Wrestling Stretches and Flexibility Exercises
Wrestling stretching exercises to improve your performance and do away with wrestling injuries for good.
Wrestling has been around for a long time. The first time two men grappled and began to battle, wrestling was born. Cave drawings depicting wrestlers from 3000 BC have been found in the Sumero-Akkadian civilization. Some ancient Egyptian civilizations have similar paintings dating back to 2400 BC.
If you’re looking to improve your wrestling or just seeking to prevent wrestling injuries it is important to follow the information in this article. In addition, adding a few simple stretches to your fitness program will also help. To get started on a safe and effective stretching routine that’s just right for you, check out the Ultimate Guide to Stretching & Flexibility.
Wrestling as a sport can be traced back to the ancient Olympics. Wrestling was recorded in the 708 BC Olympic records. Since that time wrestling has been practiced throughout the world. There are hundreds of styles of wrestling throughout the world, with many indigenous forms.
There are four main forms of wrestling in the international amateur competitive wrestling arena. These four forms are; Greco-Roman wrestling, freestyle wrestling, judo wrestling, and sombo wrestling. Judo wrestling is often considered one of the martial arts, and is contested separately at the Olympics. Freestyle wrestling is similar to the American collegiate style of wrestling, with relatively unlimited holds (provided they are not dangerous.) Greco-Roman wrestling limits holds to the upper body only. Sombo wrestling is a combination of freestyle and judo wrestling. This version has not yet been added to the Olympic competition.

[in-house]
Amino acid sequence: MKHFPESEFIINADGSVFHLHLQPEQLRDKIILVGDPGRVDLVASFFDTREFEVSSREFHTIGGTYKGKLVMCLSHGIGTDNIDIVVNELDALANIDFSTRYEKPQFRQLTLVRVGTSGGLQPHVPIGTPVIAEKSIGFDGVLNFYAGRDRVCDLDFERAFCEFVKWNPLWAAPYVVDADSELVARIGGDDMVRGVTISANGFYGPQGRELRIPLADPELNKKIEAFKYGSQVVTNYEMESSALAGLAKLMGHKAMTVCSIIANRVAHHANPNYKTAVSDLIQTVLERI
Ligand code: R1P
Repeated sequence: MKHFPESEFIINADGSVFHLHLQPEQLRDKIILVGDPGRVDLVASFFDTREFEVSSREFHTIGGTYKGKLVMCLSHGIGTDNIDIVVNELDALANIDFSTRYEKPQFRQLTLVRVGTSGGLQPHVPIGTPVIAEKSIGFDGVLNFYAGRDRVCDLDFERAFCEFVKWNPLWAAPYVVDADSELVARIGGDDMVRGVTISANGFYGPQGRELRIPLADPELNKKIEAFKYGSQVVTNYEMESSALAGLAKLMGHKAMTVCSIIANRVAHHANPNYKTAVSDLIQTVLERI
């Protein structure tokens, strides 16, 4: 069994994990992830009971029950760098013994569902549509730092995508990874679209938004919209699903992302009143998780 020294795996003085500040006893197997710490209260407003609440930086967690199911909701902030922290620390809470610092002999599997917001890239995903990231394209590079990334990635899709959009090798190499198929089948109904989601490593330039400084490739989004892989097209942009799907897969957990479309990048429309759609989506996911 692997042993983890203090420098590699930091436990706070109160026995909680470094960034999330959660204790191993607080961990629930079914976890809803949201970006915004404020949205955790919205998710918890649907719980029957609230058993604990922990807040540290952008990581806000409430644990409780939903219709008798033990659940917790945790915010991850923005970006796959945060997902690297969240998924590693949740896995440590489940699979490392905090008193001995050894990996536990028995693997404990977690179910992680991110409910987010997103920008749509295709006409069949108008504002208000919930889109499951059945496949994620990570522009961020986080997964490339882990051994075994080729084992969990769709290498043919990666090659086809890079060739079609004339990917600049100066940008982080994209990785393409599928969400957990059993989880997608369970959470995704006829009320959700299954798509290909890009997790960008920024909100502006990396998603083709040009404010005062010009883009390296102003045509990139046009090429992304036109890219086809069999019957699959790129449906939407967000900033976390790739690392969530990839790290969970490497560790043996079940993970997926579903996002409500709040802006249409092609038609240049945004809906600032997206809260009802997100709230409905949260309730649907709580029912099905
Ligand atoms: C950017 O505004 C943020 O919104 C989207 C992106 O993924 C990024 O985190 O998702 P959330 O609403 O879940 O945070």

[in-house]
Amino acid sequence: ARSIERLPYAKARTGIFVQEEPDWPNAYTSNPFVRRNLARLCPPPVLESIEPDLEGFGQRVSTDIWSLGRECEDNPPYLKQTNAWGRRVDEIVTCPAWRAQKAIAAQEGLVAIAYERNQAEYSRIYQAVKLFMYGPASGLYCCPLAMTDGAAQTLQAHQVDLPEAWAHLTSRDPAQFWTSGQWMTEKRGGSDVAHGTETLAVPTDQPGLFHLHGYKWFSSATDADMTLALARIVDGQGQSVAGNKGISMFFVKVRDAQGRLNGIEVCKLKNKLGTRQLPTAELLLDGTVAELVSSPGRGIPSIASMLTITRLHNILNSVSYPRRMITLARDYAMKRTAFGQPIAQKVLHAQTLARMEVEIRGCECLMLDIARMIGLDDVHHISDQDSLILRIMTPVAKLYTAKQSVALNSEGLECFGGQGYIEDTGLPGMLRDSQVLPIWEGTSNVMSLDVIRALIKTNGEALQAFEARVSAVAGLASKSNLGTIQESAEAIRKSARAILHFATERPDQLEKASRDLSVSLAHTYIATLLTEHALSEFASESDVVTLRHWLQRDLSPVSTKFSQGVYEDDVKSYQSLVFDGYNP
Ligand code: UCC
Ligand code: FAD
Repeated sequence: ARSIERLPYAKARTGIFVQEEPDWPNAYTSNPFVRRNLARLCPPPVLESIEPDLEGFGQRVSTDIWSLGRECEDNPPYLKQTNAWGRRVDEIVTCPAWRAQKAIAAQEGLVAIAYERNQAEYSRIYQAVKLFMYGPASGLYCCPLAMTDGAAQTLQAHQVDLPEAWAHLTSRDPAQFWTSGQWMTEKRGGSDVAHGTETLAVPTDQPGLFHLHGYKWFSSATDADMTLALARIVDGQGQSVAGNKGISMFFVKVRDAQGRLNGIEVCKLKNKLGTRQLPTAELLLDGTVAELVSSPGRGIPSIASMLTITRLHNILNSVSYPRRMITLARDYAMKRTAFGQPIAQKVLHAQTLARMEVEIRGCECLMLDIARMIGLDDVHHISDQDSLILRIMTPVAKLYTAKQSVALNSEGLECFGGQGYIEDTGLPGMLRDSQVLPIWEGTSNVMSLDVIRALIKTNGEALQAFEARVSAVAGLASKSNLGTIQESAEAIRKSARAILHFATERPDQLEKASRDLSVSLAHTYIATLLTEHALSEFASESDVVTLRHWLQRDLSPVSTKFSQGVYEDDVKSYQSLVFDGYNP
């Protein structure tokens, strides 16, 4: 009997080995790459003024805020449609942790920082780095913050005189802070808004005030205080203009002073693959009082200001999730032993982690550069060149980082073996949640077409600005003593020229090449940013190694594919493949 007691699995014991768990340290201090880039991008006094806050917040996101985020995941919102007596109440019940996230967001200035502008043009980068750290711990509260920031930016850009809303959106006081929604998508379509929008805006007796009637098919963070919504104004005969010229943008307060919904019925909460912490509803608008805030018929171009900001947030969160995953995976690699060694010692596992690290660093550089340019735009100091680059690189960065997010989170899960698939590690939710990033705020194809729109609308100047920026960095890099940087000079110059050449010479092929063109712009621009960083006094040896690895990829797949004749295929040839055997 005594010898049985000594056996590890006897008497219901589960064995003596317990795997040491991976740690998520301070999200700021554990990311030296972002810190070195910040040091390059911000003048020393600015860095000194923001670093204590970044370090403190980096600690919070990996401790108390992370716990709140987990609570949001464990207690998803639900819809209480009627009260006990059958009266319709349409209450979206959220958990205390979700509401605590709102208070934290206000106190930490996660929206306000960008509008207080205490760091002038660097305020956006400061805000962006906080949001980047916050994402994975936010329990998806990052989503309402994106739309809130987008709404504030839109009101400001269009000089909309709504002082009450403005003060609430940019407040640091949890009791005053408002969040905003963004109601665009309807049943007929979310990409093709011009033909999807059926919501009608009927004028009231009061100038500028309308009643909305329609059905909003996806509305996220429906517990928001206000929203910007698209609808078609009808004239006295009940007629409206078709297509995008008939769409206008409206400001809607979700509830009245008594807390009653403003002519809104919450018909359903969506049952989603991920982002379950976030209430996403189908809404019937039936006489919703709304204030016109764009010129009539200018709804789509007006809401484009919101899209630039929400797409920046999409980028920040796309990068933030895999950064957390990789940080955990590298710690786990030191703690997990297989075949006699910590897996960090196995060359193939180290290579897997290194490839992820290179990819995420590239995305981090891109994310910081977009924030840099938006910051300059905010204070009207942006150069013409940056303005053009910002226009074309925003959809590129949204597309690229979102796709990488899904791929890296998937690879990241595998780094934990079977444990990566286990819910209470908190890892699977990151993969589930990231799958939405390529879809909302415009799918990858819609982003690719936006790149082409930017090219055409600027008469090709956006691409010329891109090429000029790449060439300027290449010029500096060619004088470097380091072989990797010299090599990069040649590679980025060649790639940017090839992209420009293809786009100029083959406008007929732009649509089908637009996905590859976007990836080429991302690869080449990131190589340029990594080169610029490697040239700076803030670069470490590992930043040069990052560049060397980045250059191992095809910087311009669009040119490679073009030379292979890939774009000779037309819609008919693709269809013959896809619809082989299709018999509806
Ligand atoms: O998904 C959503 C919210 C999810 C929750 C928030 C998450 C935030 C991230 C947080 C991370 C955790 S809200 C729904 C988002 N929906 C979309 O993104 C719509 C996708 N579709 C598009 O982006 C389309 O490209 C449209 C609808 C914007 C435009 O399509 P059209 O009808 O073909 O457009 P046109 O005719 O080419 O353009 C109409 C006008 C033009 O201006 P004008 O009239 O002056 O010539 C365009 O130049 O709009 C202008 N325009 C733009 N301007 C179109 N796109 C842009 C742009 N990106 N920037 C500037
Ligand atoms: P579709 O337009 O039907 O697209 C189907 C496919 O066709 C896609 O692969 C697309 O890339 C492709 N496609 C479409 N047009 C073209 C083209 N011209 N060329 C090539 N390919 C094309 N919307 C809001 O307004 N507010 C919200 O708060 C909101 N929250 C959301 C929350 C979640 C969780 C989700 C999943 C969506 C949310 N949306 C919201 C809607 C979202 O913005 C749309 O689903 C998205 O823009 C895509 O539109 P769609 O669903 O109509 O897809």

Wrestling was a part of the first modern Olympic program in 1896. The organizers of the games considered wrestling to be of such historical significance that it became the focus of the Games. Greco-Roman wrestling was believed to be a true reincarnation of ancient Roman and Greek wrestling. Both freestyle and Greco-Roman wrestling have been a part of Olympic competition since 1920. Before that only one style was contested. In 2004 four classes of women’s wrestling were introduced at the Olympic Games in Atlanta.
Competitors are weighed prior to competition and compete in the weight category in which they fit. The categories for men are: 55 kg, 60 kg, 66 kg, 74 kg, 84 kg, 96 kg, and 120 kg. For women the categories include; 48 kg, 51 kg, 55 kg, 59 kg, 63 kg, 67 kg, and 72 kg (with 48, 55, 63 and 72 being the ones used in Olympic competition.)
Modern professional wrestling only loosely resembles wrestling at all. It is designed for entertainment instead of sport. The “wrestlers” are arguably still very athletic and often use loose interpretations of traditional wrestling moves. The professional wrestler is more an entertainer than an athlete, and is rewarded for being flamboyant and a good actor.
Wrestling requires a great deal of muscular endurance and strength. The ability to move an opponent and control their body while maintaining one’s own balance and space requires a great deal of body control. Balance and muscle control are essential components of wrestling. A wrestler must be able to react to his or her opponent during moves and holds.
Upper and lower body strength is very important to the wrestler. Core strength will help a wrestler secure and maintain many holds, and at the same time escape holds by an opponent. Quickness and agility are also important keys to wrestling success. Overall conditioning is important to last the 2 minutes of grueling physical stress of each period.